Monday, 15 March 2010

Book Review: Anne of Avonlea

Anne of Avonlea

Anne of Avonlea by L.M. Montgomery

Category: Classic (Children’s)

Challenges: Flashback Challenge, Childhood Favourites, 2010 Challenge,

Synopsis: This book sees 16 year old Anne teaching the Avonlea school, help bring up twins (again) and make new friends. As with Anne of Green Gables Anne is full of imagination and fun.

My Thoughts: I loved this book as a teenager and if possible I loved it even more now. I also realised that Anne (or Montgomery really) is completely responsible for my inability to punctuate and my rather flowery prose (see my Teaser Tuesday for an example). I can write pretty good descriptions of places (if I do say so myself) but I struggle with the voices of individual characters and dialogue in general. Anyway that is beside the point really. Back to my love of Anne.

As I am currently studying to be a teacher I particularly loved Anne’s thoughts and feelings regarding teaching. She, like me, wants to teach a love of learning. She is earnest and endearing in her efforts. I loved how she took a stance on corporal punishment (I know that she goes against her convictions later but still). For me the question of corporal punishment is such an important issues (and relevant this month with the Social Justice Challenge). For me it is interesting that Montgomery even discussed the issue in her book.

Montgomery has a way of making the characters very real. The dialect which annoyed me in The Commitments the other week here helped separate the characters. Davey with his way of speaking became more real. She manages to perfectly capture a young boy (I, like Anne and Marilla, have a soft spot for mischievous little boys).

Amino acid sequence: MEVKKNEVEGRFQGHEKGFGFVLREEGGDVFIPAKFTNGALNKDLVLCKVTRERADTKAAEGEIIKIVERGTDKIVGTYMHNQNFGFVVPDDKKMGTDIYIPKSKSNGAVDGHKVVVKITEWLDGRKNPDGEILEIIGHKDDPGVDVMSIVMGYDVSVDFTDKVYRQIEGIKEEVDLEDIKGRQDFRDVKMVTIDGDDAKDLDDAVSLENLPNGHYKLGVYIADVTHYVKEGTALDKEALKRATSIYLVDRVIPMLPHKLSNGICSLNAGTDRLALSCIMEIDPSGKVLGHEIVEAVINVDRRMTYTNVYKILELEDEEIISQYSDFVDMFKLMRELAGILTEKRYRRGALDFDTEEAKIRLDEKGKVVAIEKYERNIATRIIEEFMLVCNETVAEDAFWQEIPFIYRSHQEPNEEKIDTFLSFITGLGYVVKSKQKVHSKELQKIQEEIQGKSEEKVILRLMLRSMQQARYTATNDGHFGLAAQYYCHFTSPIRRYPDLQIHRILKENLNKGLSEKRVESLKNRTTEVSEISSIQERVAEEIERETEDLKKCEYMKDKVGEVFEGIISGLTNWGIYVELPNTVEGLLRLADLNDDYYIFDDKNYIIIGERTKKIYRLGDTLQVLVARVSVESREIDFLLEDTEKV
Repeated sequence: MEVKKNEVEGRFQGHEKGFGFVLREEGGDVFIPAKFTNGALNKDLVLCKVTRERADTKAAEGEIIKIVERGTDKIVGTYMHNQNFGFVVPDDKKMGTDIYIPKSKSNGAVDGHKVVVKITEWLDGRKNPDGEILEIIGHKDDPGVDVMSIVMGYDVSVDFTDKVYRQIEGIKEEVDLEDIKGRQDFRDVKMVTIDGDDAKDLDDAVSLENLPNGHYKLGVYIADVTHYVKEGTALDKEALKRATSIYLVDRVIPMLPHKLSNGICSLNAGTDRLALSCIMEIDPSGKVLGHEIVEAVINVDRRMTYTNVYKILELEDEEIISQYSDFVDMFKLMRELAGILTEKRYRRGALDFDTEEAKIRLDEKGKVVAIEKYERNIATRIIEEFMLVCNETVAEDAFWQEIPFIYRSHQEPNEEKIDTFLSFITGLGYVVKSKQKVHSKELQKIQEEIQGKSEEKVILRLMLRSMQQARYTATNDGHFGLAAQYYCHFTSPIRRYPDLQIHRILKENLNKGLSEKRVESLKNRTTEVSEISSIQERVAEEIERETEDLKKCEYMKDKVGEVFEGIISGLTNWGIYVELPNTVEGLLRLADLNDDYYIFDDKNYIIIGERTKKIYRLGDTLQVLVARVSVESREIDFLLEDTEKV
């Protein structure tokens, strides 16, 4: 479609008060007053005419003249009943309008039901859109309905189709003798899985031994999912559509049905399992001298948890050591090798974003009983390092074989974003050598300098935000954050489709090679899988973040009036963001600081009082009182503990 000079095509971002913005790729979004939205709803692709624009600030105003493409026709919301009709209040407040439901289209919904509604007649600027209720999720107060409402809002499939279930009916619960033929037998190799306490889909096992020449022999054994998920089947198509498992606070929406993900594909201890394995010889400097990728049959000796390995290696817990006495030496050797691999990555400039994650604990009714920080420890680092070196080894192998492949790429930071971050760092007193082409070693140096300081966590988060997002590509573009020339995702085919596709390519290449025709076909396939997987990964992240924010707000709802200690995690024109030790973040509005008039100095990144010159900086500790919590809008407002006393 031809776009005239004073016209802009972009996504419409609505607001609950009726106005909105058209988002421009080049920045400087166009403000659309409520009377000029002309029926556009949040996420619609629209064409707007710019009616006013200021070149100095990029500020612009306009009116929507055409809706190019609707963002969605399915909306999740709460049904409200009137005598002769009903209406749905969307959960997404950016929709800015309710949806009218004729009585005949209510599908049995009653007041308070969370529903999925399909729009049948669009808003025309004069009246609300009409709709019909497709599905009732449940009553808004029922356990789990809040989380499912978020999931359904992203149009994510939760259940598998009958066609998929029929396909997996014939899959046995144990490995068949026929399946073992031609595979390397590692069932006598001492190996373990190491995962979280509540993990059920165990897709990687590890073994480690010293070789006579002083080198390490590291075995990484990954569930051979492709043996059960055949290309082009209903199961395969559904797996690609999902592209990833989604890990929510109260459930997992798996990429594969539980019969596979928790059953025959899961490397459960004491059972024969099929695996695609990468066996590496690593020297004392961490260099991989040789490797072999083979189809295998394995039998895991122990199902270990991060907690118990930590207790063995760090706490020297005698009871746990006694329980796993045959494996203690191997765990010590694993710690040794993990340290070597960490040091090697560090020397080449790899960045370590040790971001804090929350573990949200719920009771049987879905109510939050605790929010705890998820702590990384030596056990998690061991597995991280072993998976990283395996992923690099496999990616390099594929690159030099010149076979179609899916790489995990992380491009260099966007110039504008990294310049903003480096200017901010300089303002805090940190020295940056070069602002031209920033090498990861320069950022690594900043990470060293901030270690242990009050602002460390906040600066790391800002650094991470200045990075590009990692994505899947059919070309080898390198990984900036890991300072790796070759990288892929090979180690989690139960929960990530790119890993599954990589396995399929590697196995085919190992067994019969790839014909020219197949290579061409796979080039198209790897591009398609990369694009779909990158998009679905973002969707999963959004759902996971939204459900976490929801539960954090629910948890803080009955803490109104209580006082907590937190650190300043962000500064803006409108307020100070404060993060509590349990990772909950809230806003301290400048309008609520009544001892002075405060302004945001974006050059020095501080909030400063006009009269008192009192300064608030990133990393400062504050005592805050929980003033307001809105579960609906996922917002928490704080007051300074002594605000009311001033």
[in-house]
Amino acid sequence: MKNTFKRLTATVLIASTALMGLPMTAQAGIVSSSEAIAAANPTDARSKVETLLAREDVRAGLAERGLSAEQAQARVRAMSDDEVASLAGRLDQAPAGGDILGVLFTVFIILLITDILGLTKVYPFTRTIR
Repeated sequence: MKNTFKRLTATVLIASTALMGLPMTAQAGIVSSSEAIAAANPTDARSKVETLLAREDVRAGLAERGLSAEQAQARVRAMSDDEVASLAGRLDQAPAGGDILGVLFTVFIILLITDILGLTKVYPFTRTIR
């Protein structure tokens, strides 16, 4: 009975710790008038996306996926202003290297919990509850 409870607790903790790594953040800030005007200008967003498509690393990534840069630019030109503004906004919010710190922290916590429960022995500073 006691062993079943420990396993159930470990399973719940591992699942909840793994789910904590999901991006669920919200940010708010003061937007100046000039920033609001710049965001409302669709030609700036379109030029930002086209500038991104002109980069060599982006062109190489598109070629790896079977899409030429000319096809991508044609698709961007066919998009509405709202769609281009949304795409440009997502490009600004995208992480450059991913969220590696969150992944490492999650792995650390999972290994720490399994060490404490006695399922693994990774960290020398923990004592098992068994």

Anne’s imagination is something I admire. When I first read these books I had Anne’s romantic view on life. I too wanted a prince charming who was handsome and dark (actually Gilbert was my dream man, I’m sure I’m not alone). I could (well still can) wander around the woods and see magic and beauty in everything. I wanted to BE Anne. To write like her. To imagine like her.

I took my time with reading Anne this time and I am so glad. A chapter or two each evening really made me focus and I think. I realised that I didn’t remember as much of the book as I thought. There were small surprises throughout because it has been several years and because I took my time to read each word. Montgomery has, as mentioned, a rather flowery prose and this style lends itself to reading slowly. By reading the book deliberately I really got the feeling of the small Canadian village where it was set. It allowed me to catch my breath and really “go there”. I could see the kitchen at Green Gable. I could see the small one room schoolhouse where Anne teaches. And I could see the nature surrounding them.  After some quite upsetting reads recently this was something that I really needed. It really was the antidote I wanted it to be. I am so glad I read this again.

Copyright ©2010 Zee from Notes from the North.clip_image001This post was originally posted by Zee from Notes from the North. It should not be reproduced without express written permission.

2 comments:

Nymeth said...

I loved this book too. Anne's passion, her commitment, her imagination, her enthusiasm...it's all so wonderful. And like you said, the characters feel so real. Infinite hearts for Anne.

Aarti said...

Ohmigosh, I COMPLETELY forgot about Davey and Dora! How could I? Now I feel I must go back and read this book, too. Good heavens.

I know what you mean about revisiting a book you read so long ago and getting so much more out of it. That happened with me on my re-read of To Kill a Mockingbird, too. I love it just as much- if not more- as I did before.